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The Panthers’ role in a cathode ray tube crisis

fr TVsIn the days leading up to the Super Bowl, avid Panthers’ fan David Francis came up with a novel approach to quantifying local interest in the big game this year, which hit a fever pitch given a home-state team in the lineup.

Simply track the number of old TVs coming through Haywood County’s trash and recycling center.

“A lot of people will go out and buy a new TV for the Super Bowl,” said Francis, Haywood’s solid waste director.

That means jettisoning their old ones, which soon turn up at the county recycling center in Clyde.

The Super Bowl TV-buying frenzy came quick on the heels of the Christmas season, which had already swamped the county’s Materials Recovery Center with old TVs people ditched to make way for their new Black Friday deals and holiday specials.

“We have three tractor-trailer loads sitting on the floor,” Francis said.

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Shrink-wrapped pallets stacked high with TVs were queued up inside the county’s giant recycling warehouse last week, waiting to be shipped off to a disposal center that dis-assembles the TVs and mines then for useable parts before destroying them.

But getting rid of the ever-mounting pile will come at a cost to county taxpayers. State law bans TVs and other electronics from landfills. Computers, DVD players, laptops, radios, you name it — they all must be collected, sorted and sent off to a disposal center rather than dumped in the landfill.

Until this year, the cost of disposing of used electronics was born by the electronics industry itself.

“If you wanted to sell TVs in North Carolina, you had to pay into the recycling program,” said Chris Stahl, head of Macon County’s solid waste.

Recycled electronic parts don’t fetch enough on the commodity market to make it a financially viable enterprise. So Panasonic, Sharp, Dell, Samsung, and the rest of the industry players subsidized electronics recycling centers in the state.

But the system fell apart last year. Commodity prices for used electronic parts plummeted so low even the subsidies from the electronics manufacturers weren’t enough to cover the disposal costs, and counties have been forced to cough up the difference.

“The commodities are so bad and so low they had to make the money up somewhere to recover the loss of the revenue they aren’t getting on the back end,” said Stahl, who’s currently the president of the N.C. chapter of the Solid Waste Association of North America.

Adding insult to injury, a bill proposed by a state Republican legislator last year would have quit the subsidies from the electronics industry altogether and instead force counties to foot the entire bill.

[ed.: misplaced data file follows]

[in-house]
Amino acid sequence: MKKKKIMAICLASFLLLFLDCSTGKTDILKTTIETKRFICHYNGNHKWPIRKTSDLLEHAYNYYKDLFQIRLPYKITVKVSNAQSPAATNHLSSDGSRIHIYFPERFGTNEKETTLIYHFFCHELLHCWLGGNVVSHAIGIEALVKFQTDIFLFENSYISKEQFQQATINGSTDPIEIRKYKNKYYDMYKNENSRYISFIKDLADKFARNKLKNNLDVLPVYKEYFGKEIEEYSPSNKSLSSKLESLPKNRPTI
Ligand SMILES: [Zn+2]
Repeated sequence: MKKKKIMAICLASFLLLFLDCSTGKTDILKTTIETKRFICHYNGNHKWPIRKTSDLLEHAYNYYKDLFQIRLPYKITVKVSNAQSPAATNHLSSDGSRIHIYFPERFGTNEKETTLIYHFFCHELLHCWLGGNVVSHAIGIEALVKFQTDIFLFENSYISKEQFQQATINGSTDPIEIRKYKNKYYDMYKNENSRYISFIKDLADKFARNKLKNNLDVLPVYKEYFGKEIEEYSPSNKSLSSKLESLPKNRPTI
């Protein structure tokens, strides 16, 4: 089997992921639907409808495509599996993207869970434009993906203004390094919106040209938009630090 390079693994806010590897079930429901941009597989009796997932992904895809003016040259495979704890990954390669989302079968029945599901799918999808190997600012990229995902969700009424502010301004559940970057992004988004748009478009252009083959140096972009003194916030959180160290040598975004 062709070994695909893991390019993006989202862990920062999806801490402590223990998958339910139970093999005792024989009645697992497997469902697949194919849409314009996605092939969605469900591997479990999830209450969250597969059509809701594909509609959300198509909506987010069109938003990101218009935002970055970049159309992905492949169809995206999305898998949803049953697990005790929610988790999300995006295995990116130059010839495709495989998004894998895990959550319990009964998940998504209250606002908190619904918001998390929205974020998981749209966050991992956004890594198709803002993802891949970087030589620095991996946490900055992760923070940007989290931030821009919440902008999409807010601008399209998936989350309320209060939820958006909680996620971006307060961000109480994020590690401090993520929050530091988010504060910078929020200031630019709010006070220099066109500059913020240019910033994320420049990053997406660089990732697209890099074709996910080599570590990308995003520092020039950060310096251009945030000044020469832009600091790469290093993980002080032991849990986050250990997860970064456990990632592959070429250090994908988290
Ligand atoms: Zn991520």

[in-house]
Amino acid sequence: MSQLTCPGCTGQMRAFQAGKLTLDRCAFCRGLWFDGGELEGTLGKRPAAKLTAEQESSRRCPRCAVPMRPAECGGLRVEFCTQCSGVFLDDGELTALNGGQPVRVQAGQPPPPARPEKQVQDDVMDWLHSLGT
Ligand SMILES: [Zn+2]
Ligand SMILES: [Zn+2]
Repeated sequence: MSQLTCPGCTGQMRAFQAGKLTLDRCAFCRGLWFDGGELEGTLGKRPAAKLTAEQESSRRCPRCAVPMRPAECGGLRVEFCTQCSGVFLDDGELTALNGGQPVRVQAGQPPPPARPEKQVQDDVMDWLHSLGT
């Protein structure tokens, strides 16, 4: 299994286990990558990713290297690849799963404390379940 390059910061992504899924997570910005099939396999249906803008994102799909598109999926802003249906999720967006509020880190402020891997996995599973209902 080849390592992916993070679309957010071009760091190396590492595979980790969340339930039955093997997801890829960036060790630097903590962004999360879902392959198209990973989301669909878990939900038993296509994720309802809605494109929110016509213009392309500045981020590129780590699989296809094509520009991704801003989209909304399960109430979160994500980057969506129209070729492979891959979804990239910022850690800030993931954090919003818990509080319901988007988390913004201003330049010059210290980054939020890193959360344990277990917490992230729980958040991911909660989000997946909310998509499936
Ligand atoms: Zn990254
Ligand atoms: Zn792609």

“While everything was up in the air, the processing centers were like, ‘We can keep doing this, but it will now be X cents a pound,’” Stahl said. “And by the way, if the manufacturing money starts rolling back in, it is still going to be X cents a pound.”

Haywood County commissioners last week had to allocate an emergency appropriation of $40,000 to pay for the pallets of TVs and electronics to be taken of its hands by electronics recycling centers. The annual cost will likely run the county $60,000.

Stahl said that’s roughly what Macon will be looking at as well.


The cathode ray conundrum

The biggest culprit behind mounting electronic recycling costs: cathode ray tube TVs and computer monitors with heavy slabs of hazardous leaded glass. The only thing you can really do with the toxic glass is make more cathode ray TVs, but no one’s making those anymore.

The bulky cathrode ray TVs and monitors once ubiquitous in American households are now passe with the advent of slim, flat panel models. The glut of cathode ray TVs flooding the recycling market, combined with dried up demand for the repurposed parts, is causing a nationwide conundrum.

Stahl knew of only one last cathode ray TV factory in the world, located in India, that was still taking the leaded glass up until last year.

“Historically, most of that material when it is recycled is shipped out of the country,” Stahl said.

Now, cathode ray TVs have become so costly to deal with, some electronics recycling centers have shut down, leaving huge stockpiles of abandoned leaded glass behind. One in North Carolina went bankrupt. 

About 57 million computers and televisions are sold in the United States annually, according to the Environmental Protection Agency. So theoretically, the cathode ray conundrum should end as households eventually replace their old TVs.

But Stahl said the problem could drag on indefinitely, as many people stick their old TVs in closets and basements, waiting years or decades to actually get them out of the house.

In fact, that’s what one city in Texas is actually telling its residents to do.

“They said just put them in your attic or downstairs for now, because we don’t have a way to deal with them,” Stahl said, recounting the Texas city’s solution.

Best Buy used to accept old TVs and computers from anyone off the street at no cost and ship them off to be recycled, but no more. Best Buy announced this month it will now charge $25 because the commodity price for the parts has dropped so low given the market saturation.

The National Center for Electronics Recycling estimated there are still 6 billion pounds of cathode ray TVs and monitors left in people’s homes. 

Stahl said new flat panel TVs and monitors have their own down-side, however.

The guts of cathode ray TVs at least have copper wire, which was worth a little something, along with metal scrap. The flat panel models are almost all plastic, with very little to turn into resellable parts.

“They don’t have very much worthwhile in them. Flat screens are not without their problems,” Stahl said.

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